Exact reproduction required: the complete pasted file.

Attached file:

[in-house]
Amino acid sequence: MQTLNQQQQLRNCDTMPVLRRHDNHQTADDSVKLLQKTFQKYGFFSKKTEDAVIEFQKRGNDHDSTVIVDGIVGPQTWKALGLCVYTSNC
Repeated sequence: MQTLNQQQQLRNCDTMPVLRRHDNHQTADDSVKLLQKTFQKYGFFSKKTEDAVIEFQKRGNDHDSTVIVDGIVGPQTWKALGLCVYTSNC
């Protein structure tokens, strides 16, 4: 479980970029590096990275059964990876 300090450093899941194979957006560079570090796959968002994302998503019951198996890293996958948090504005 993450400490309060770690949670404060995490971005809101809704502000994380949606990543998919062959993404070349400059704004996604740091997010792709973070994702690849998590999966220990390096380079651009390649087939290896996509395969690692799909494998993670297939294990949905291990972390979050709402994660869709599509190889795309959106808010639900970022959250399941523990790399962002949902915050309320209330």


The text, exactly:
[in-house]
Amino acid sequence: MQTLNQQQQLRNCDTMPVLRRHDNHQTADDSVKLLQKTFQKYGFFSKKTEDAVIEFQKRGNDHDSTVIVDGIVGPQTWKALGLCVYTSNC
Repeated sequence: MQTLNQQQQLRNCDTMPVLRRHDNHQTADDSVKLLQKTFQKYGFFSKKTEDAVIEFQKRGNDHDSTVIVDGIVGPQTWKALGLCVYTSNC
């Protein structure tokens, strides 16, 4: 479980970029590096990275059964990876 300090450093899941194979957006560079570090796959968002994302998503019951198996890293996958948090504005 993450400490309060770690949670404060995490971005809101809704502000994380949606990543998919062959993404070349400059704004996604740091997010792709973070994702690849998590999966220990390096380079651009390649087939290896996509395969690692799909494998993670297939294990949905291990972390979050709402994660869709599509190889795309959106808010639900970022959250399941523990790399962002949902915050309320209330």